Hard work, keen shooting eye keys to success for hoop Axemen DePalma
by John DeCoste '77
WOLFVILLE, N.S. - The basketball Axemen have a lot of potential offensive weapons at their disposal, but one of the most consistent, particularly over the past calendar year, has been shooting guard Nick DePalma.
The six-foot Bedford native, now in his third season with the Axemen, has become the same kind of three-point shooting machine he was when he played at Charles P. Allen High School.
Entering Acadia's Jan. 10 game at Dalhousie, DePalma was 24 for 57 in three-point attempts in eight regular season games. His 42.1 three-point shooting percentage was tops in the conference among dedicated three-point shooters with more than 40 attempts.
In a Nov. 18 game against UPEI, DePalma made 10 threes and finished with 32-points in a 107-93 Axemen win. He also had 32 points (four threes) against St. F.X. at the pre-season Stu Aberdeen Challenge, and made seven threes in a pre-season win over Holland College.
DePalma was also leading the conference in free-throw percentage at 86.4 per cent (19-22). Overall, he was averaging 16.6 points per game, second on the Axemen and ninth-best in the conference.
He is building on the breakout season he enjoyed in 2015-2016, when he was second in the AUBC in three-point shooting (59-158 for 37.3 per cent), made 92 per cent of his free-throw attempts and averaged 12.3 points per game overall for the 12-8 Axemen.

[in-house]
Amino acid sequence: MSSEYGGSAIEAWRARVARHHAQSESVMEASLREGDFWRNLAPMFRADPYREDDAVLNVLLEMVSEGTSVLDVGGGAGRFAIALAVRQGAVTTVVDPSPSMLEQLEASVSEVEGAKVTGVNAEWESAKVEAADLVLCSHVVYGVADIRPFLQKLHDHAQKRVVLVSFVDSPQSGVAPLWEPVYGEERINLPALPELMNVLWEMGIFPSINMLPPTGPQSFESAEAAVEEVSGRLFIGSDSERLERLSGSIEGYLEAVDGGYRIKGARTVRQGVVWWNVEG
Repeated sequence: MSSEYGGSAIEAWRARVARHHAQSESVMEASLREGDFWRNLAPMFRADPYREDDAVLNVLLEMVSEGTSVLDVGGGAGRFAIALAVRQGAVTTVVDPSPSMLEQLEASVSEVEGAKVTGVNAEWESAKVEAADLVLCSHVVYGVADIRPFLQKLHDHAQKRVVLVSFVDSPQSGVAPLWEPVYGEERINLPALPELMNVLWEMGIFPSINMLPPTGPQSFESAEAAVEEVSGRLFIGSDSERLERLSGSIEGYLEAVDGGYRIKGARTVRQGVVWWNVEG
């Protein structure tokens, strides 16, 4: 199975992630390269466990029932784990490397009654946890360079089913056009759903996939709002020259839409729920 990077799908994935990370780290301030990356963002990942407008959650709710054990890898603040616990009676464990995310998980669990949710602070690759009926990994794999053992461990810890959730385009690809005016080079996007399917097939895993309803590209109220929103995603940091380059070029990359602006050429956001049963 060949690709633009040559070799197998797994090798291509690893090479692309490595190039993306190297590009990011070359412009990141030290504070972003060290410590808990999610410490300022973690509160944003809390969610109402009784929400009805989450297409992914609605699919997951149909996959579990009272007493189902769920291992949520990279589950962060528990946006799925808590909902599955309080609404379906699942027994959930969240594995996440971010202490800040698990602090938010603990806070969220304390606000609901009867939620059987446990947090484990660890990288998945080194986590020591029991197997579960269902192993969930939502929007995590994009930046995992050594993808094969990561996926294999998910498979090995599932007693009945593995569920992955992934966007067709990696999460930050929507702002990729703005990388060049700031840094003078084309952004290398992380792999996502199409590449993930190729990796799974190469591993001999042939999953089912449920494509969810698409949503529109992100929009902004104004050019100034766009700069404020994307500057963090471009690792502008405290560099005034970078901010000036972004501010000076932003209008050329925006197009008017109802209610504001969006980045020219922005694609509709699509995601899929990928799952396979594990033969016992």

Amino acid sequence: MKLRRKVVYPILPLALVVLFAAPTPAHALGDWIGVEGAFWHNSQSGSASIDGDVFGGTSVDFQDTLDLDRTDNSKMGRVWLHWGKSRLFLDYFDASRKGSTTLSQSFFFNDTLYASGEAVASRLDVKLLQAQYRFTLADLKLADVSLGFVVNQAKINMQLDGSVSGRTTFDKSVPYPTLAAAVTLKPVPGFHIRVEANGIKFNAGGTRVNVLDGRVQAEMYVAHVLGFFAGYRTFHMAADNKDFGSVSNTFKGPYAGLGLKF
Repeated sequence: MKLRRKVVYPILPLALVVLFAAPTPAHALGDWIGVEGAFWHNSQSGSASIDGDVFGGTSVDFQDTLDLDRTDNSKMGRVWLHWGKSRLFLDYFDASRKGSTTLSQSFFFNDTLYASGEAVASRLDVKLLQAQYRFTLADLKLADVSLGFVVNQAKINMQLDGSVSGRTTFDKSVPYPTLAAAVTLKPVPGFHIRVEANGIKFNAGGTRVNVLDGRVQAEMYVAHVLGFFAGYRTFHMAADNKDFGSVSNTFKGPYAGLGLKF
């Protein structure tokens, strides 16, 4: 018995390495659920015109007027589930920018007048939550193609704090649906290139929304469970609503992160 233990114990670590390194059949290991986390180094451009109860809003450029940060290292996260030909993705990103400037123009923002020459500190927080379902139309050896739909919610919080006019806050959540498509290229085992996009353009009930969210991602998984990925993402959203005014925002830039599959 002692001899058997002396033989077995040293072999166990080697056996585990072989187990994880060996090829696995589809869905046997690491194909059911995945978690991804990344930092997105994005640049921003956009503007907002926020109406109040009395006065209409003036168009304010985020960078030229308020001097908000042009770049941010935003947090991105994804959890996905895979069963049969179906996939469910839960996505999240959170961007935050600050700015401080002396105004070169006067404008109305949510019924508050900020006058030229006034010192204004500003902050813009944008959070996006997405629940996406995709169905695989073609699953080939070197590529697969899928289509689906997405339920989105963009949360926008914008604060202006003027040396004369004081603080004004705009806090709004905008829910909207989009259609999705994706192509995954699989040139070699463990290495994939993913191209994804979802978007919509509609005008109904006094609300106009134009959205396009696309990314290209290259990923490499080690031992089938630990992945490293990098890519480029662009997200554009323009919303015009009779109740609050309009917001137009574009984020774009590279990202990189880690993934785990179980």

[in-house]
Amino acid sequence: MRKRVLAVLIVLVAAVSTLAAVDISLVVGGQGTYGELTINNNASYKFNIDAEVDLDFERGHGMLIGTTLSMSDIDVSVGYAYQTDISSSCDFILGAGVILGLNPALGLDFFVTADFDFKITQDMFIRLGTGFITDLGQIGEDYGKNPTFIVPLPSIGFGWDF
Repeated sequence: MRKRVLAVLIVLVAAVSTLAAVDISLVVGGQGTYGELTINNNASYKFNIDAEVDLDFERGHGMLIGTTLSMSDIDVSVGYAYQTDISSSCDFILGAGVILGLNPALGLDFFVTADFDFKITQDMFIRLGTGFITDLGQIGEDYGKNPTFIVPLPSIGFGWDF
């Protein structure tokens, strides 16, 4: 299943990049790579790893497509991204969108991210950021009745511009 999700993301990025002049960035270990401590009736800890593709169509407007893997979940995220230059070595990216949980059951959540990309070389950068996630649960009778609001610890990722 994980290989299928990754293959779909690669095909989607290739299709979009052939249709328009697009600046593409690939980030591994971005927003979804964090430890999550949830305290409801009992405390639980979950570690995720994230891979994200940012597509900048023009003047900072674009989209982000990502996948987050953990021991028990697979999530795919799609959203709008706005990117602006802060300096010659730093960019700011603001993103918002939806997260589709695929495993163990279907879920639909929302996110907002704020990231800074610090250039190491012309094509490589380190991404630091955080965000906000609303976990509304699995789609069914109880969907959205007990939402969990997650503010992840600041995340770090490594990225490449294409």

Asked how long he has played basketball, DePalma replied, "most of my life." He definitely benefited from his older brother Dan (now an Axemen and Axewomen assistant coach) preceding him as a player and his father Frank being a coach.
"My dad coached Dan when he played, and he coached me when I was young. Then Dan coached me from Grade 9-12. It's always been neat to have an older brother who played the game," to learn from and serve as a role model. "Now he's coaching here, and this year he's helping coach the Axewomen as well. He's really excited to be able to help out with both teams."
DePalma played soccer for a couple of years when he was younger, "but otherwise, it's been pretty much all basketball" - not that unusual for a member of a basketball family like his.
"Ever since I was little, I always wanted to play basketball," he said. "It was kind of an obsession that has stayed with me, and that I still have."
As for how he ended up at Acadia, DePalma recalled he was playing on a provincial team, "either U-15 or U-16," when he met Steve Baur, at the time the Acadia head coach.
"We started talking. He was the first university coach who ever talked to me. He said he wanted me at Acadia when the time came, and felt I could be an important piece of the (Axemen) team."
For his part, DePalma "liked the fact Acadia was close to home," but not right on the doorstep either.
From then on, "for most of the time, I was pretty much set on coming here. I felt it would be a good fit for me, and it has been. I didn't feel any pressure to (choose Acadia). I came here because I wanted to."
DePalma "has always been known as a shooter, since I was little," and particularly from the perimeter. "I've always loved shooting the three." As for honing his craft, "it takes a lot of reps. I shoot a lot."
In terms of perimeter shooting, he said, "you need to be confident in shooting from that range, then you need to get into a rhythm, to where it becomes natural for you. It's good to practice a lot of different shots. Once it feels natural to you, you don't even think about it, you just do it."